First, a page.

So, once the presenter decides on the pricing for a show, which includes prices for singles, subscribers and groups, the presenter then sends this pricing to the show’s booking agent for consideration, which oftentimes ends up turning into a back and forth negotiation. Again, multiply this step by many, many engagements that need to go through this detailed process. For a large company like Broadway Across America with numerous markets, the ticket pricing process takes several months to complete. During the pricing process, things move fast and timing is everything, as prices need to be agreed to by the show and the presenter and locked in quickly so the marketing teams can then get to work on creating the brochures, which will include these prices and discounts, and which need to go into the mail to subscribers by certain established deadlines.

The time is now winter of 2015-2016. The 2016-2017 pricing process is beginning to wind down as we move into March. The booking agents and presenters are making any final little programming and deal tweaks to the 2016-2017 season while at the same time are also in the process of booking the 2017-2018 touring season. Meanwhile, as all this is happening, don’t forget, the 2015-2016 engagements are currently out on the road on tour requiring constant management through the end of their tours in May or June, each engagement culminating in its own final bravo – settlement.

And now, it’s Tony Awards season again. Which brings us back to where we started.

Pfew. Did you follow all that? Yeah, I’m still learning to wrap my head around it, too, and I WORK in the business!

In the end, this is just a broad overview of how the booking and pricing cycle works as I have come to understand it. It is likely that others in the industry would have other details to add, but this should give you a pretty good sense of the general timing of it all.

If you have questions, feel free to email me anytime at robin@theroad101.com. If I don’t get back to you immediately, please forgive me. I’m probably swamped in pricing for 2015-2016.

woman-tearing-hair-out

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Tony Award-winning Best Actor in a Musical, Billy Porter as Lola in the Tony Award-winning Best Musical,  KINKY BOOTS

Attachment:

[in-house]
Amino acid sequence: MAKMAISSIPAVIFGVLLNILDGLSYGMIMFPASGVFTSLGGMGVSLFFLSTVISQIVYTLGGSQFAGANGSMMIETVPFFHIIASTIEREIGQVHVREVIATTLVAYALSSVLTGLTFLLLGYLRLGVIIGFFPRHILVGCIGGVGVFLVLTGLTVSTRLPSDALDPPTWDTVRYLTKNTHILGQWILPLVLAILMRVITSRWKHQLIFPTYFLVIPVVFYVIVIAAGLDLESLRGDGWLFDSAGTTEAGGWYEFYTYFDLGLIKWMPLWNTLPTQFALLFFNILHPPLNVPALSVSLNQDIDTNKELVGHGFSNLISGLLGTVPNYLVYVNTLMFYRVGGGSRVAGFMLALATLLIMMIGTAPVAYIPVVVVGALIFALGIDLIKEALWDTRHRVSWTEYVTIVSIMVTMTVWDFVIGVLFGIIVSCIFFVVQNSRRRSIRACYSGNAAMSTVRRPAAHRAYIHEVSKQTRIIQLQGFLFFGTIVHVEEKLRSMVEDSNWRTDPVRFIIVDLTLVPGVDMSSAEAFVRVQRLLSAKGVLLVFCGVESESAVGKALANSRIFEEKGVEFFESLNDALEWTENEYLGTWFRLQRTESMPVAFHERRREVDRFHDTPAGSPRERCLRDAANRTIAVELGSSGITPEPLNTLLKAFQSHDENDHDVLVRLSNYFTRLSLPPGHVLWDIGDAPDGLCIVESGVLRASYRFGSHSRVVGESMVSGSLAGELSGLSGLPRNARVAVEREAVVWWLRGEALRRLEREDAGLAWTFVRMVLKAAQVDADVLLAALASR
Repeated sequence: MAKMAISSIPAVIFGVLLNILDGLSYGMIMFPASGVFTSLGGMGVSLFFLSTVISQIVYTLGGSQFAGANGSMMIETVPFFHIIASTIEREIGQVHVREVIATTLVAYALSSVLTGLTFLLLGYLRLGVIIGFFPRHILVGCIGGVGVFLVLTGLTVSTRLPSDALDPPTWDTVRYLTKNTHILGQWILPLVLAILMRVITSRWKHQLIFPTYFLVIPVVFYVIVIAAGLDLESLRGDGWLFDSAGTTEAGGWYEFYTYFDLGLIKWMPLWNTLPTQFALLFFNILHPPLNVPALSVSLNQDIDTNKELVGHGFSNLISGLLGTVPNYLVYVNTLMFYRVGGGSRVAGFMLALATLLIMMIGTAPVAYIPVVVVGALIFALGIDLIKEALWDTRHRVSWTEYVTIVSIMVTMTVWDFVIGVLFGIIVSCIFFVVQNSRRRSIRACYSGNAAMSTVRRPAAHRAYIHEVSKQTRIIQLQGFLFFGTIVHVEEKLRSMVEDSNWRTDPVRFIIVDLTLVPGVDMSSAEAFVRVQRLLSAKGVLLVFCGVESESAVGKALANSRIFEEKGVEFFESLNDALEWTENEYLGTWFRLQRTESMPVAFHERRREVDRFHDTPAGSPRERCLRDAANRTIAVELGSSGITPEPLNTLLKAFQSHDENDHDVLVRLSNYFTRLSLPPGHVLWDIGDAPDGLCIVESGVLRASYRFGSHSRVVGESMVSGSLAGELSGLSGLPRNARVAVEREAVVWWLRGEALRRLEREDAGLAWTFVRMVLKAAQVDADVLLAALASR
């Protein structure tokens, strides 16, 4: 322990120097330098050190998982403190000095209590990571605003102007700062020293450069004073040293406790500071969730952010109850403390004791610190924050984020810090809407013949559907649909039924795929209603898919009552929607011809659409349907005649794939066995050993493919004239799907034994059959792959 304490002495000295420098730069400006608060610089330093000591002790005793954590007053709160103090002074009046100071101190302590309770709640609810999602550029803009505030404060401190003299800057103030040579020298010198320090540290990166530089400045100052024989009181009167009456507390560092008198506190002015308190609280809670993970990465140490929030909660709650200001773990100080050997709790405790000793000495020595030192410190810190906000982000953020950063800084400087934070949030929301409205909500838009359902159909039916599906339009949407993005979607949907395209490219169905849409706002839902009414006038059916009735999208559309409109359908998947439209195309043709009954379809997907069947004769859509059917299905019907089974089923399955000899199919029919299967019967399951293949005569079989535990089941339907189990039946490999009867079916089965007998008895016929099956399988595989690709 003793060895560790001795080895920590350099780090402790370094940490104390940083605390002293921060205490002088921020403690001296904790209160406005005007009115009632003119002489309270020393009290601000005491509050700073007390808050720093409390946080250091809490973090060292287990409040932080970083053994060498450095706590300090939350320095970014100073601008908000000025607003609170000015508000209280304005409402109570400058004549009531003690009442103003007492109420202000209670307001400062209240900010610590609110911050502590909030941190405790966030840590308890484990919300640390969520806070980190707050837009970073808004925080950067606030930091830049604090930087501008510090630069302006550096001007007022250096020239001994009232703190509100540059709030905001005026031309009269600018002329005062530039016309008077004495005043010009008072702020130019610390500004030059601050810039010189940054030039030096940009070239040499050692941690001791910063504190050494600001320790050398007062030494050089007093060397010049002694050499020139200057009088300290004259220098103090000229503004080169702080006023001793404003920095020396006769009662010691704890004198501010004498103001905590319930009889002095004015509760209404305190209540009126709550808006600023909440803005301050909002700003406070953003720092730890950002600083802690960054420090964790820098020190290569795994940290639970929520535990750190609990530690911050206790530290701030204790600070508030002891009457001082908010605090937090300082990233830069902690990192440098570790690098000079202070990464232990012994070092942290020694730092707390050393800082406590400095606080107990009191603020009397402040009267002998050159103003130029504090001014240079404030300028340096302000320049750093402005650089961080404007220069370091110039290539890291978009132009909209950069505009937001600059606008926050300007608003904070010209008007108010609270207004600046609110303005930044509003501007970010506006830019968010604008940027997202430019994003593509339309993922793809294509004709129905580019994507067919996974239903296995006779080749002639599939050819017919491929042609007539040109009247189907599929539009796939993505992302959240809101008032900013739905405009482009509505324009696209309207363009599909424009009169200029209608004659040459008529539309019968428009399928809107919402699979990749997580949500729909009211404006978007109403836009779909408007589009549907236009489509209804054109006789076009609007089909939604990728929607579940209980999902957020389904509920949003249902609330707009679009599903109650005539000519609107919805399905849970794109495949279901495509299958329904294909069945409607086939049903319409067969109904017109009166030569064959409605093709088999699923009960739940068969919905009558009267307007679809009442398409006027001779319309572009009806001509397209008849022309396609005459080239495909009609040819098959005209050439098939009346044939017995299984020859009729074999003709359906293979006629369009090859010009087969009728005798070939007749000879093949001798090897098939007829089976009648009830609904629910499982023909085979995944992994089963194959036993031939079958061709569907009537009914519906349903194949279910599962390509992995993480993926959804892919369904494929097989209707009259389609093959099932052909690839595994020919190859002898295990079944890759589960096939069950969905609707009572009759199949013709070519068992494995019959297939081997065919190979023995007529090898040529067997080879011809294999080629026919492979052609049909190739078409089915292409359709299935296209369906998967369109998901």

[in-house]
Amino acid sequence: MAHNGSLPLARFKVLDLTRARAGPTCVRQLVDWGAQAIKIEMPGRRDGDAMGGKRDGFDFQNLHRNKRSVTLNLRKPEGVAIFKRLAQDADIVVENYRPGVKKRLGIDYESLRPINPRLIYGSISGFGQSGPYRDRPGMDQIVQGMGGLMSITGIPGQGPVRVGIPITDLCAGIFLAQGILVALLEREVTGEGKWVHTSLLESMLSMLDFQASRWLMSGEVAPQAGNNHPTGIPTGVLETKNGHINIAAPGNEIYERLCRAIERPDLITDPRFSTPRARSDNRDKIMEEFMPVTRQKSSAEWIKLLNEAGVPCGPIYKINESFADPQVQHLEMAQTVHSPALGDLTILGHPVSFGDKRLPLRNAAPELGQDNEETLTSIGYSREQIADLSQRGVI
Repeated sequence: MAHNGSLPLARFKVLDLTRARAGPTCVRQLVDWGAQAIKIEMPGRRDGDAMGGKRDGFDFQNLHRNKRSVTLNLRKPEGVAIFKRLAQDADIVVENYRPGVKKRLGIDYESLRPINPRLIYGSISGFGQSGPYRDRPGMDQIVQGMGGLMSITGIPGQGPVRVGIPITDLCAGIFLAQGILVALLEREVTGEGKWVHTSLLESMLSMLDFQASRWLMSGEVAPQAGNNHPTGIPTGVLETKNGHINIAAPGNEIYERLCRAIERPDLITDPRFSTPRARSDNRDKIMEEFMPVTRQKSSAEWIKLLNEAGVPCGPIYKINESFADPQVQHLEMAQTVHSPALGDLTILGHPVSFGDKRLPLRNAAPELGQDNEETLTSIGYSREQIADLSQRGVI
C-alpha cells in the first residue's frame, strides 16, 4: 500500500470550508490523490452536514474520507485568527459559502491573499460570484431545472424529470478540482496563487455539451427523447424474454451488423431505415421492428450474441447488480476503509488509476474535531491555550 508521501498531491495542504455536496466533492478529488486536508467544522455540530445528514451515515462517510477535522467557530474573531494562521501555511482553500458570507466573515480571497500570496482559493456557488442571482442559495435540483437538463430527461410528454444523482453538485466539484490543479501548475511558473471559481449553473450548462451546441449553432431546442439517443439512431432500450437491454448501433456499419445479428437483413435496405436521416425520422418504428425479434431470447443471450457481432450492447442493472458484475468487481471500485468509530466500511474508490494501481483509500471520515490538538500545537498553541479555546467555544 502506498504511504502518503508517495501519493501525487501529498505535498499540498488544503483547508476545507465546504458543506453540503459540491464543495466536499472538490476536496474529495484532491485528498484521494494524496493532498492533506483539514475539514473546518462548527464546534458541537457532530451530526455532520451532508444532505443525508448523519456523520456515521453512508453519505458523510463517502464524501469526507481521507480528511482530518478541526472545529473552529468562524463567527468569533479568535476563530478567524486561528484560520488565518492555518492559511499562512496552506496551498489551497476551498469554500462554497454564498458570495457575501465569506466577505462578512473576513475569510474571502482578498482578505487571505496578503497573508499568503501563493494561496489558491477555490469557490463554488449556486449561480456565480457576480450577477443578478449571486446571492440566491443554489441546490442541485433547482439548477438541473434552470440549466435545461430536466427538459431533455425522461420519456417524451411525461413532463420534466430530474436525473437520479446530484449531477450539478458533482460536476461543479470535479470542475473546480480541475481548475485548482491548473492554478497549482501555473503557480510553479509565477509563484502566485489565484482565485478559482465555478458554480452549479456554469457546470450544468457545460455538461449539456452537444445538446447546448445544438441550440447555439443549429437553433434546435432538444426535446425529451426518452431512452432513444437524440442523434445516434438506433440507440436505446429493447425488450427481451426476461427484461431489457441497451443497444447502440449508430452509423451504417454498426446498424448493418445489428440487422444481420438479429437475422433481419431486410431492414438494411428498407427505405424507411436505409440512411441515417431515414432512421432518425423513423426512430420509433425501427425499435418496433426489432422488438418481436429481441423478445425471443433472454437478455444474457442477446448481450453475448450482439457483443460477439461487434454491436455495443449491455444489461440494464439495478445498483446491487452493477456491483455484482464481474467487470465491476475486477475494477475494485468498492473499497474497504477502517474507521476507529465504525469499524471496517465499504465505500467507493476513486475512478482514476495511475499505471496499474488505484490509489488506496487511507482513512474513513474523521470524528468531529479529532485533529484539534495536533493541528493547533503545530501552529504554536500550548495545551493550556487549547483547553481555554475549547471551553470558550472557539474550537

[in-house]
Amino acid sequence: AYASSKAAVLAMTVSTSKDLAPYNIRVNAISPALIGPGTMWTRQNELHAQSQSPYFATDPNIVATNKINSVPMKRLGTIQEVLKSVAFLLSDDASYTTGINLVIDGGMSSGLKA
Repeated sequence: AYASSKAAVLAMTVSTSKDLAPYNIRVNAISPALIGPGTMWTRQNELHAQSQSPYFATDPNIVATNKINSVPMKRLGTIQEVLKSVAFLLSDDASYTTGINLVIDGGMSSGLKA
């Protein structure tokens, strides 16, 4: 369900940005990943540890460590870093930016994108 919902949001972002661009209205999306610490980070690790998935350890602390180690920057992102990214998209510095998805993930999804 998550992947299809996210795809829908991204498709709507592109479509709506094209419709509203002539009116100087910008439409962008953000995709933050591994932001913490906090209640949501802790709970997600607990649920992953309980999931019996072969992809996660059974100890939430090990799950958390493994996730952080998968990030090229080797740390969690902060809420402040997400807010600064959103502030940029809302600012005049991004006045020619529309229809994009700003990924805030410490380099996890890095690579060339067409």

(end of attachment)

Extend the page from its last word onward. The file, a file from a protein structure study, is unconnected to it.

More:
Tony Award-winning Best Actor in a Musical, Billy Porter as Lola in the Tony Award-winning Best Musical, KINKY BOOTS

With the Tony Awards behind us, talk has started about what shows will tour in 2014-2015. My personal opinion has been that, while receiving a Tony Award is wonderful, it doesn’t have a major effect on whether a tour will succeed.

Here’s a post from a few years ago where I talk about Tony Awards and tours.

The Columbus Dispatch, per this article from a few days ago, also has some opinions.

What about you? What’s your opinion?

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tony award trophy

At the end of this post is a link to a recent New York Times article giving a bit of a Tony Awards wrap up. Despite not winning Best Musical, MATILDA THE MUSICAL was already doing well at the box office and has a solid advance. However, the challenge now is trying to decide whether or not to go on tour in the 2014-2015 season. Seems like a no-brainier given the show’s popularity, but the producer, Michael David, while expecting the show to go on tour, realizes the challenges of building a touring version that retains what makes the show so dynamic and special, while at the same time is practical enough from a costs standpoint, as well as creating a version that will fit technically and aesthetically into all the different theaters it would tour in around North America.

Tony Win Gives Box Office Boost to ‘Kinky Boots’

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With the 2012 Tony Awards behind us, it is now much clearer which shows will have a tour in the 2013-14 season. Even before it’s numerous Tony wins, ONCE The Musical announced it would be going out on The Road.